I glance at the scoreboard. Tied game, five minutes left. This is my chance to be a game changer, I thought. All I need is the ball.
Sprinting back to my side of the field to defend, I see a rare sight in girls’ lacrosse at the varsity level. My opposing teammate has decided to leave her stick in a position where I can check her stick – hitting it in a way that loosens the ball. I pull my stick into position while running to the girl, making sure to wait for the perfect time to inflict my attack.
When I come down on her stick, the sounds of our plastic heads striking together and blaring whistles fill my head. I notice the girls’ stick on the ground and the ref digging for something in his pocket while he yells “Dangerous slash,” to fans and parents. I give an eyeroll as the ref pulls out a yellow laminated piece of paper.
Pissed, I walk off the field, take off my eyewear and assume my seat next to the score table – my view of the game for the next two minutes. I am now an official member of the two minute club, just because my check started above my shoulders.
Since I started playing lacrosse, two-thirds of my fouls have been from dangerous checks, back checks, empty stick checks and across-the-body checks. Every game, there seems to be a new illegal check for me to perform and have the whole game stopped because of my offense.
The most frustrating part is that 10 minutes away from our practice field at Linwood Park, the boy’s lacrosse team is working on their form of defense up at East: checking anywhere and everywhere, as hard as they can, hoping the opposing team will make a mistake and drop the ball. While they have some restrictions, such as no checks to the head and only being able to check the player with the ball, boys are allowed to be much rougher and physical than any level of girls’ team.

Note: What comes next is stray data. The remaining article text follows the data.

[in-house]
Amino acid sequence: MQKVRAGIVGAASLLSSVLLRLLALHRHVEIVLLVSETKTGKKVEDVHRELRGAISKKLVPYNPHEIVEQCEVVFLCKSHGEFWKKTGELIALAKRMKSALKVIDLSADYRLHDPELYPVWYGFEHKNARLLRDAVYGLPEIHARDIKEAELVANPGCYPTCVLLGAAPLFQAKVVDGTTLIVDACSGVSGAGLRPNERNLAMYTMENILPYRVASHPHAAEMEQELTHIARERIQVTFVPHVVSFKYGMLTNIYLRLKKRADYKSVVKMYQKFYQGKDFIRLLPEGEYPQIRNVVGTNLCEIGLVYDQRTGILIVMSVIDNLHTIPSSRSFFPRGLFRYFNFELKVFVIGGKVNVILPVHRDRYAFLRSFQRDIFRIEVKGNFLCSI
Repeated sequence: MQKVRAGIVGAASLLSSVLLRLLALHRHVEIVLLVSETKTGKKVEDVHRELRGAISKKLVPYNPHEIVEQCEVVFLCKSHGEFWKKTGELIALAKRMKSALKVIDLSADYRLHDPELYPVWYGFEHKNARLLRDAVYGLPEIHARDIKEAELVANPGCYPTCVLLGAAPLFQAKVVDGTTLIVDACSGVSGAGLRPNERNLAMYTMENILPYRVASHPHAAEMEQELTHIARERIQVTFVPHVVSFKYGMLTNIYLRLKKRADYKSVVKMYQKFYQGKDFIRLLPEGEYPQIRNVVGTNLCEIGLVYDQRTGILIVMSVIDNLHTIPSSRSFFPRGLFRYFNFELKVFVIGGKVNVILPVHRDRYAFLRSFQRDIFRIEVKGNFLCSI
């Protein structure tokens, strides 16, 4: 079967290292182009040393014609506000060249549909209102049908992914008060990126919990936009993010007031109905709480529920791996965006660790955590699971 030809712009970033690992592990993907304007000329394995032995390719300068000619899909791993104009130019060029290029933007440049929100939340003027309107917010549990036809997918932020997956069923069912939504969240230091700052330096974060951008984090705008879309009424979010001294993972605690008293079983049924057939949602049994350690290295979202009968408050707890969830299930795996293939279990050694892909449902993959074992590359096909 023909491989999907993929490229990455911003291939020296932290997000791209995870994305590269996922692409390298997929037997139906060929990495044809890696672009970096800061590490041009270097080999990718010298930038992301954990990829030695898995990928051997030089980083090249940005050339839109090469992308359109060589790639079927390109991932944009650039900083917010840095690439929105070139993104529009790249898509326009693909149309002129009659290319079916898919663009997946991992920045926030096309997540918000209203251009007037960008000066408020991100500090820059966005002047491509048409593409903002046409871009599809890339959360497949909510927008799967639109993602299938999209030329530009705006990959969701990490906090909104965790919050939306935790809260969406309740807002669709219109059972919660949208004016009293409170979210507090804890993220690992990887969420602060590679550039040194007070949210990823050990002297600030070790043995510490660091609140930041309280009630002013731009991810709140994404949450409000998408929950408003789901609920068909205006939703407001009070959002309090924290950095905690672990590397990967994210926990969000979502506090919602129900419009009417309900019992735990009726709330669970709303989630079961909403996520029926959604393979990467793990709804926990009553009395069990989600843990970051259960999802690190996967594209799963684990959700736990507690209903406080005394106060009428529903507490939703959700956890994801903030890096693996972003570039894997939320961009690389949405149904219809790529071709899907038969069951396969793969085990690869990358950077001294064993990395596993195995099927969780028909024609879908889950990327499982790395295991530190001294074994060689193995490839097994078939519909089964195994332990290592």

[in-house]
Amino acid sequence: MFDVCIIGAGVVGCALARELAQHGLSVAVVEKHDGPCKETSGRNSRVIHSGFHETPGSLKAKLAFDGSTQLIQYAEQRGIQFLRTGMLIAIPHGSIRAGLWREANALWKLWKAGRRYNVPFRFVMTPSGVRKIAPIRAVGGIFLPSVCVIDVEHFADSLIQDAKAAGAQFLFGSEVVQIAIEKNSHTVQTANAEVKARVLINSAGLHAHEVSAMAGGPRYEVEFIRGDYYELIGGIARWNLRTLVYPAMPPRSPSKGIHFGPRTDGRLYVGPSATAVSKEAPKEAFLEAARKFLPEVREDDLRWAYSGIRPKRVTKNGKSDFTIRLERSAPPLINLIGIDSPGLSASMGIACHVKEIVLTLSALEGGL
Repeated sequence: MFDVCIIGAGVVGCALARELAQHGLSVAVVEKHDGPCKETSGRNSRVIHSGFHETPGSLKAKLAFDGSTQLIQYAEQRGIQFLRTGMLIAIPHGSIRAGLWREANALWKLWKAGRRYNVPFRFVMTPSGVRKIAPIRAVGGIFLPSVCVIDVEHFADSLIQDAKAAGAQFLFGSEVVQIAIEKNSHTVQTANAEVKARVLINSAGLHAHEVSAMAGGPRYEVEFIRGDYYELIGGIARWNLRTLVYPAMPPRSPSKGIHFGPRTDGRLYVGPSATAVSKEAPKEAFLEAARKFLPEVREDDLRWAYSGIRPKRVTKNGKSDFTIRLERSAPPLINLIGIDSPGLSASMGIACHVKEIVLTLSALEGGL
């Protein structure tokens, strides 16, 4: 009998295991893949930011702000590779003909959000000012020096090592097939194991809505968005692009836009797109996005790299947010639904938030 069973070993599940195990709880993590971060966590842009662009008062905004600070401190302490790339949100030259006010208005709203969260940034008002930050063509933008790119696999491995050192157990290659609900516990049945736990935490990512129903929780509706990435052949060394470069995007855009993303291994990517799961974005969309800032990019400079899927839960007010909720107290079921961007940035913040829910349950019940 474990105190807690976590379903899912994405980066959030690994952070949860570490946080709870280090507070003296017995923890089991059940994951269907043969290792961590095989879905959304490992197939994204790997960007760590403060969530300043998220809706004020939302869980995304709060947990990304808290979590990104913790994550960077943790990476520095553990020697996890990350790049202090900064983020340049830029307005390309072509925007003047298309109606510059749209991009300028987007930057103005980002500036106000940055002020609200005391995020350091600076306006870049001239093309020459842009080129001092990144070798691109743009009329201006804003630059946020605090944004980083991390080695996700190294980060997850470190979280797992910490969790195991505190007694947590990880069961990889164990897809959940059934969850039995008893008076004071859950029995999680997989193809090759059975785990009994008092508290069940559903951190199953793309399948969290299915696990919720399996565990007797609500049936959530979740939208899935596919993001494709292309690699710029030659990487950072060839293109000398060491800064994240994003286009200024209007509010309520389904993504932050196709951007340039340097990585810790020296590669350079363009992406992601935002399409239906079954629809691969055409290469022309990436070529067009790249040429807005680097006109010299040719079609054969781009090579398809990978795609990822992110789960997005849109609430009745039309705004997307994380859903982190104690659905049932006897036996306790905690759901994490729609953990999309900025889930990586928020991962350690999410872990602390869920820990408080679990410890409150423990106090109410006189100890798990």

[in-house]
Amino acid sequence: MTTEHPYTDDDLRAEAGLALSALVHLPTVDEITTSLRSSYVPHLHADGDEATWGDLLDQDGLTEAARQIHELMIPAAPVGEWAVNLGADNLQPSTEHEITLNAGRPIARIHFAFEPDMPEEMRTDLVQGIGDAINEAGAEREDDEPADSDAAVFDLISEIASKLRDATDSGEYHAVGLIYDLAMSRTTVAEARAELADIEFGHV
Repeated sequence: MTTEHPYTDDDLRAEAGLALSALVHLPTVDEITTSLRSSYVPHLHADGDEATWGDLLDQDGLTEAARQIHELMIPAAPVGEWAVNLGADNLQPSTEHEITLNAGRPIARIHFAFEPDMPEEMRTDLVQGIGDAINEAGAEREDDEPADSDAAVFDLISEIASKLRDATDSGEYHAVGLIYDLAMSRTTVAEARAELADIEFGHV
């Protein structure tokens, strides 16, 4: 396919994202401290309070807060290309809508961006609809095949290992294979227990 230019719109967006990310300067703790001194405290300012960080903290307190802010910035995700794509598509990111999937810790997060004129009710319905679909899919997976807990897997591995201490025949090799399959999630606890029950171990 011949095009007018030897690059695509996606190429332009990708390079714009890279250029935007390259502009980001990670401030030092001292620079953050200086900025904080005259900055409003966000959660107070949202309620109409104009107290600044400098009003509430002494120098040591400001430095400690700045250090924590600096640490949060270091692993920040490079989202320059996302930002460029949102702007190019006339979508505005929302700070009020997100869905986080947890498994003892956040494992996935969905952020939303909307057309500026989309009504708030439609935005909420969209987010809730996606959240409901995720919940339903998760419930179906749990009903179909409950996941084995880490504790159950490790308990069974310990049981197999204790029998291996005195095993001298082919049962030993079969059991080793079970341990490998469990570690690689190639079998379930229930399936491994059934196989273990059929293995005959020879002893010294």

I’ve been to many boys’ lacrosse games, and three thoughts always run through my mind: That had to hurt, How’s that not a foul? and Why can’t I do that?
When I think about why the rules are so different, no clear rationale comes to mind. The only thing I can think about is the stereotype that women are weaker and more fragile than men.
Is the reason I can’t check my opponent from behind really because I’m a girl? Am I automatically inferior and weaker because of my gender? Sure, the female race hasn’t evolved from hunters or isn’t known for being able to bend steel, but we are strong in our own way.
If I weren’t strong, I wouldn’t be able to score against girls who are twice my size. I wouldn’t be able to run the whole length of the field, only to run all the way back down after a turnover. And I for sure wouldn’t be able to play a whole game without being taken out because we only have two subs.
Girls don’t have football. Girls aren’t typically welcomed on rugby teams. Girls are said to throw like, well, girls. Females are constantly undermined in sports and mistaken for the clichéd weak, fragile and scared-to-get-scratched-up type of girls. Girls are capable of so much more than they get credit for in sports. Throwing like a girl doesn’t always have to be an insult. Men on average are stronger than women, but that doesn’t make every woman weak.
I’ve never met a girl at the high school level who’s opposed to being challenged. No girl playing lacrosse minds falling on the ground and getting turf burns down her leg. My teammates don’t quit the team after being tripped by an opponent because the game is too physical.
Girls’ play the sport because it’s one of the most contact-heavy sports girls can play. They play because of the fast pace and the adrenaline rushes you get from scoring goals or causing turnovers. Guys can mock the sport all they want, but there’s nothing I can do about it. The level of aggression I show during games is predetermined by rules, refs and coaches.
I chose to play girls’ lacrosse, I didn’t choose the rules. Even through all my ranting and complaining about the strict rules of the game, I still love the game along with all the memories and friendships it’s brought to me over the past three years. Lacrosse has shown me that girls can display their strength and athleticism – all while wearing a skirt.